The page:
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    I collaborated with two fellow students to design a radio-controlled boat and custom user interface controller. I designed the controller to have… Read More
    I collaborated with two fellow students to design a radio-controlled boat and custom user interface controller. I designed the controller to have a combination of Nintendo Power Glove and Nintendo Wii elements: the Power Glove aesthetics and the Wii's fun control with an accelerometer to dictate the boat's direction and thrust. Read Less
To build a self-propelled water craft and a human interfacecontroller (the “Helm”) capable of wirelessly controlling the water craft.

The goal of the game was for each team’s boat to fill abucket with water in the opposing team’s base. Whichever team filled theopponent’s base with the most water in 5 minutes was declared the winner. Onlyone base was active at any given time which means each team was required toswitch back and forth between offense and defense.

Key Elements

Figure 1: field layout and dimensions
Design Approach
Per the project specifications, the helmsperson’s actions“…should be inventive and interesting for the audience to watch.” Inaddition, the actions should make the helmsperson “look and feelfoolish.” To accomplish these specifications and our primary Helm featureof simplicity, we decided to design a Nintendo-like Power Glove in which thehelmsperson would use solely the Power Glove to control the boat. Moreover, the state of the game would be displayed on an object on top of theforearm next to the Power Glove. We decided to separate the navigationand special action functionalities into separate sensors.

Helm Design: Navigation
The user controlled the boat by waving a hand through theair. Pitching the hand controlled the throttle: downward pitch moved the boatforward while upward pitch moved the boat backward. Rolling the hand turned the boat: right rollsteered the boat right and vice versa. Theuser could also combine these actions in any way to turn while going forward orturn while going backward.

To navigate the boat (control speed and direction), we implemented athree-axis accelerometer from the course lab's shop, as shown below in Figure 2.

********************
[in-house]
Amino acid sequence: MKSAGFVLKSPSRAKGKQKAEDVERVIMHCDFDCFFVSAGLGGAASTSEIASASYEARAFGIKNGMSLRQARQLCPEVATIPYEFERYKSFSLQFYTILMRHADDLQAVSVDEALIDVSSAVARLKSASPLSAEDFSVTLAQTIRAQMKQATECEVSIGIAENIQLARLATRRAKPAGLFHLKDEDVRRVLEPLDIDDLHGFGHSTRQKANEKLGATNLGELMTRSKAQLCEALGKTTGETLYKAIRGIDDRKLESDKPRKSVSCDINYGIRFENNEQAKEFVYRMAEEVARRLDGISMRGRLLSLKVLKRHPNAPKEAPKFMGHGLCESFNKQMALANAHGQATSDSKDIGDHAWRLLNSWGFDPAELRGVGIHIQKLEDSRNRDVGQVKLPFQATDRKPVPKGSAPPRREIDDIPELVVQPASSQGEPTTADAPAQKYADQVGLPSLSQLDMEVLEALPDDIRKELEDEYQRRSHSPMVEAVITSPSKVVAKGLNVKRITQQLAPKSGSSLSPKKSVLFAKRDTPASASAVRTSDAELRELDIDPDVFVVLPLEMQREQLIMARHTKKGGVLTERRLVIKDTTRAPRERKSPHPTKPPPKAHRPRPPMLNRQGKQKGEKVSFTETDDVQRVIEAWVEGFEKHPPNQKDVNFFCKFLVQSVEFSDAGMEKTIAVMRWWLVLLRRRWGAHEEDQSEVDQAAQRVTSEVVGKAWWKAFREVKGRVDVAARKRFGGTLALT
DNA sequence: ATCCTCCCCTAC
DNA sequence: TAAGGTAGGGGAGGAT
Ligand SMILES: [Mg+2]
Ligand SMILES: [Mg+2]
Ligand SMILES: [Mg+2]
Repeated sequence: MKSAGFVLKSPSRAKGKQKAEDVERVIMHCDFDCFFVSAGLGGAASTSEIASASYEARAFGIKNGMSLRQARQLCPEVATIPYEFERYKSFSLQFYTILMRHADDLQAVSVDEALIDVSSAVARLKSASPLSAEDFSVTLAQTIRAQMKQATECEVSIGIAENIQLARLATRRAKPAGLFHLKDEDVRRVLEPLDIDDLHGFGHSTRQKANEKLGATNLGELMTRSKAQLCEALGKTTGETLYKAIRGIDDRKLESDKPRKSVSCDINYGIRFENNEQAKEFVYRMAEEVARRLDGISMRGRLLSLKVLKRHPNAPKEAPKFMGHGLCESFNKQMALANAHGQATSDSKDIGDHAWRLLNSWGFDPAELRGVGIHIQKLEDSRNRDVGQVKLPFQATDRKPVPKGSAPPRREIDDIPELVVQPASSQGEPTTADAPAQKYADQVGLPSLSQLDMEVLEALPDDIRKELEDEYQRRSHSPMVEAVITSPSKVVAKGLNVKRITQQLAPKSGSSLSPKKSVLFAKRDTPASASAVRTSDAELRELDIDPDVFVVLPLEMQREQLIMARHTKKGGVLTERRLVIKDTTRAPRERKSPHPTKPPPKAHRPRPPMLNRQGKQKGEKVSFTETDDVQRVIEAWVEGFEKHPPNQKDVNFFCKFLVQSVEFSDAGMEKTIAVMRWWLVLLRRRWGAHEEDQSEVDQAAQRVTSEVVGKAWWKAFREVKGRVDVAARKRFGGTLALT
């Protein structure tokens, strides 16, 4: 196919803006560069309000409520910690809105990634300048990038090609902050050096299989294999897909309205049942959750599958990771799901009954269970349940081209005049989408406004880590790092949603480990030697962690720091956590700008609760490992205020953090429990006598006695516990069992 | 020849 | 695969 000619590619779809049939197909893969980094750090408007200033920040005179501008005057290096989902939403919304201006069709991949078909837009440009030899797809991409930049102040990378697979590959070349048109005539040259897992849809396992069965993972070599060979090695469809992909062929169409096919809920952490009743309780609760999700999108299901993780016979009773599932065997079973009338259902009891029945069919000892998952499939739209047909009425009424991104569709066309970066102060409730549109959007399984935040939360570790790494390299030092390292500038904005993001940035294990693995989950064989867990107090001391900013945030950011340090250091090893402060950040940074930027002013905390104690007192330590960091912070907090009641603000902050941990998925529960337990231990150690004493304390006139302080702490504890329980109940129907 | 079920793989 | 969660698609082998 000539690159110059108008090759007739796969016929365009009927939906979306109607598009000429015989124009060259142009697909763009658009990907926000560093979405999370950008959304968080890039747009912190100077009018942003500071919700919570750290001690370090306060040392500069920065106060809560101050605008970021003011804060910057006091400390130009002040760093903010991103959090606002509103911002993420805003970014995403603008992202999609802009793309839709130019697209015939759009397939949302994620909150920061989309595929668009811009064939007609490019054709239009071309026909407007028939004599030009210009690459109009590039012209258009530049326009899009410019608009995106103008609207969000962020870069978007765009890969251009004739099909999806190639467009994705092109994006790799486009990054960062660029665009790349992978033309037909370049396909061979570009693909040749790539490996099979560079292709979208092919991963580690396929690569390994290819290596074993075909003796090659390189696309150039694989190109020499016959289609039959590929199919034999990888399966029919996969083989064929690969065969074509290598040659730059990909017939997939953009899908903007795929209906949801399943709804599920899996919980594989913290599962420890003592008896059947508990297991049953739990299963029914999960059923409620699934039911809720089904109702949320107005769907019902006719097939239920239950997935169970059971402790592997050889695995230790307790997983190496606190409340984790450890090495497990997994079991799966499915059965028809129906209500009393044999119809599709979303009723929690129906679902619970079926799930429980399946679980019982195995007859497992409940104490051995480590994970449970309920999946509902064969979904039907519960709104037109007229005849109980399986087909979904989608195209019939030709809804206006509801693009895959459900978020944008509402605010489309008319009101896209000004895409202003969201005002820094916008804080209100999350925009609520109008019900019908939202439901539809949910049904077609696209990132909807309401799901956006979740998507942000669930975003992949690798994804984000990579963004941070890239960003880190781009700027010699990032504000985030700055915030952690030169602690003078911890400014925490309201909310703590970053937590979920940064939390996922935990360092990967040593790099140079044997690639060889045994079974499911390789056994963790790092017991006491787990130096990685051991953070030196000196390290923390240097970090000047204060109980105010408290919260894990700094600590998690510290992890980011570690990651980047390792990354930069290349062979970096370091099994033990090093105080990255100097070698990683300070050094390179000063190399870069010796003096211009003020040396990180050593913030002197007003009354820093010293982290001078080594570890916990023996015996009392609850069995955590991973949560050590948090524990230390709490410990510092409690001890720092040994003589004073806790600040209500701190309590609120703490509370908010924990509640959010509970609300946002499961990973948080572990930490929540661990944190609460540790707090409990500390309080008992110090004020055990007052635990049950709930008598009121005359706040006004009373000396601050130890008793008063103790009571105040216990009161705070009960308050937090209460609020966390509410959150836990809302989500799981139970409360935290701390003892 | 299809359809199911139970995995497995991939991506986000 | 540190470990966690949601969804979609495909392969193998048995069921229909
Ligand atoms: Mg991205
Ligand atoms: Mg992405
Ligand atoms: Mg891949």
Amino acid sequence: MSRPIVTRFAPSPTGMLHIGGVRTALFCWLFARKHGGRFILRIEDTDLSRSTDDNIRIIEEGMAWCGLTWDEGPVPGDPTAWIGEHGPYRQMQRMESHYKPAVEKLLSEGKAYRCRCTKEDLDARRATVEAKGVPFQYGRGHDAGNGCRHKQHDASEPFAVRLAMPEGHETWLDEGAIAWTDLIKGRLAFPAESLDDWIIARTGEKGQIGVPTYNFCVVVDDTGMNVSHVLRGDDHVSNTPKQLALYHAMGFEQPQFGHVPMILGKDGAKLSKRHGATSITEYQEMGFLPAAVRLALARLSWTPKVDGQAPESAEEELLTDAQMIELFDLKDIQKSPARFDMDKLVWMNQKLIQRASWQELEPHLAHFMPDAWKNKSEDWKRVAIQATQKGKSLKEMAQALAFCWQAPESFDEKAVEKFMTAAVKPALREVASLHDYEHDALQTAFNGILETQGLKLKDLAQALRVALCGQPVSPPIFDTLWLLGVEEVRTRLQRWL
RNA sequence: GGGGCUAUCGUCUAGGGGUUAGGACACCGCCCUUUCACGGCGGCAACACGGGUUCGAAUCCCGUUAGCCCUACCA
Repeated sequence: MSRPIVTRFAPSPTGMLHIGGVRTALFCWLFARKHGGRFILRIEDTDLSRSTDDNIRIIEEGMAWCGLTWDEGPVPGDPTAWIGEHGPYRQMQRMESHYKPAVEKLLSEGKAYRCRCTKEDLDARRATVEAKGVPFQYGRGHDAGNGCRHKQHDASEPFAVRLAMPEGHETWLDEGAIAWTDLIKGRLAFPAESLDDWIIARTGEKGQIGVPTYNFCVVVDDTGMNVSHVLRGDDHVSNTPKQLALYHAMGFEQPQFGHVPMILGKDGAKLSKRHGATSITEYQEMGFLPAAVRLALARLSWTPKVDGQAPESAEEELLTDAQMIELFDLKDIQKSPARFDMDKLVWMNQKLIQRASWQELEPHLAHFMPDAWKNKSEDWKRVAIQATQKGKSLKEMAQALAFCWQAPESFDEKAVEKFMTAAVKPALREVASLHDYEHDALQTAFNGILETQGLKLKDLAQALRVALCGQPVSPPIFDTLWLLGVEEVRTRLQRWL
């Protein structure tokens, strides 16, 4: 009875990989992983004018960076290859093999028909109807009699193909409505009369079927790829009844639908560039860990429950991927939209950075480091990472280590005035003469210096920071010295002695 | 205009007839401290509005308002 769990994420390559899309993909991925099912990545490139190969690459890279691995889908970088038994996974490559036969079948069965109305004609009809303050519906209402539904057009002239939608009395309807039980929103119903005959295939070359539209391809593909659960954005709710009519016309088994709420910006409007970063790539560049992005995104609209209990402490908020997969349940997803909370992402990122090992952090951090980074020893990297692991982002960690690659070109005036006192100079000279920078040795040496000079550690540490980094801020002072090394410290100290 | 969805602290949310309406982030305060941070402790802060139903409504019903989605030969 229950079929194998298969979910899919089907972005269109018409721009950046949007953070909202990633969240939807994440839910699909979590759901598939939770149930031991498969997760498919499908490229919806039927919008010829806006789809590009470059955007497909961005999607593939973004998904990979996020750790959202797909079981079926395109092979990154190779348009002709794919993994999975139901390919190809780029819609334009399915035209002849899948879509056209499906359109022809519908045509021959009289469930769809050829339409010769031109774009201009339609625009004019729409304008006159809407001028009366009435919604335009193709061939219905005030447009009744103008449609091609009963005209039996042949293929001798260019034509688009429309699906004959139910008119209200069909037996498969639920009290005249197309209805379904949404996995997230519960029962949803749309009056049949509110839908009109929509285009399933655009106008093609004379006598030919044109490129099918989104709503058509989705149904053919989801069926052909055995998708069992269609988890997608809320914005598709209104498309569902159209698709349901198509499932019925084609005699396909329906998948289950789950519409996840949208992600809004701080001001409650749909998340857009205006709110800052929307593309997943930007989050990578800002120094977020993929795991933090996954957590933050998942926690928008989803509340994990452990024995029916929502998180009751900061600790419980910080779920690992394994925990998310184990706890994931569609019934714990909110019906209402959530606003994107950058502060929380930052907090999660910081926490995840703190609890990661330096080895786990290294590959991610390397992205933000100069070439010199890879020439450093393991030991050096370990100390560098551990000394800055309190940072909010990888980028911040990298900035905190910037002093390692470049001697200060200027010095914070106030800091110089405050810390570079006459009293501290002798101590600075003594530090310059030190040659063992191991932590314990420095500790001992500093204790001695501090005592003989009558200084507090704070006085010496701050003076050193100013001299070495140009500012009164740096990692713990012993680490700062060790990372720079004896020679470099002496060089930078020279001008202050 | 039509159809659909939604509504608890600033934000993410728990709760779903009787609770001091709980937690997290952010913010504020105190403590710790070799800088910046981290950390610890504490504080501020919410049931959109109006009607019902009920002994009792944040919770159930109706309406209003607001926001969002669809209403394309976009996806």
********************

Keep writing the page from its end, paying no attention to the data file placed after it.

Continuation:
Figure 2: three-axis accelerometer
Because the accelerometer provided three sources of data (i.e. the three axes), wedecided to use it to control both speed and direction. The accelerometerwas mounted on the Power Glove for the helmsperson’s right hand. However,this provided a challenge at first for us because an accelerometer producesspace-fixed measures of gravity, and we desired body-fixed angles. Toovercome this challenge, we used a body-fixed rotation matrix to find thebody-fixed angles from a particular orientation of the accelerometer. Right-handed, orthogonal reference frames A and B are initially aligned witheach other, and B is subjected to rotation θb z thenrotation φb x.

Helm Design: Water Delivery
The user controlled the cannon simply by clenching his orher fist. When the hand was flat, thecannon would be off. As the user made atighter fist, more power was transferred to the cannon to blast water out ofthe hose. In this way, the user controlledhow far the cannon shot water.
To accomplish the project specification requiring a sensing modality forwater delivery and special actions, we implemented a flex sensor as shown belowin Figure 3.
Figure 3: flex sensor (variable resistor)
Helm Design: Special Action
Figure 4 below shows the readout on our helm. The twobuttons at the bottom triggered special actions on the boat. Any boat couldhave up to two binary special actions. Teams implemented special actions suchas horns, sirens, and boosts.
Figure 4: special action inputs represented by two momentary switches at the bottom
Helm Design: Gameplay
While the Helm waited to read an iButton, the yellow LED wason. After reading an iButton, the yellow LED turned off and the teamcolor LED (red or blue) turned on in addition to the watercraft number beingdisplayed on the double digit 7-segment LED display. When an EngagementStart command was received, the green LED turned on and the active goal LED blinkedat 5 Hz. When a Stand Down command was received, the yellow LED blinkedat 5 Hz for 10 seconds; the green and team color LEDs remained on and theactive goal LED continued to blink at 5 Hz. When an Engagement Overcommand was received, only the small red LED was on until a hard reset commandwas received, which resulted in the Helm waiting for a new iButton.
If the team affiliation was red and the active goal was also red, then only thelarge red LED blinked. If the team affiliation was red and the activegoal was blue, then the large red LED turned on and the large blue LED blinkedat 5 Hz.

Helm Design: Materials
To mount the accelerometer onto a glove, we cut a hole in athin, lightweight black glove between the pinky and ring finger on the oppositeside of the palm. For the flex sensor, we cut part of the middle fingermaterial on the opposite side of the palm; as the helmsperson clenched his/herfist, the flex sensor bended from 0° to roughly 90° for a full range ofvariable resistance. To mount the gameplay LEDs and team number display,we used two soccer shin guards and sewed them together, sandwiching the wiresoperating the LEDs. See Figure 5 below for a photo of the Helm.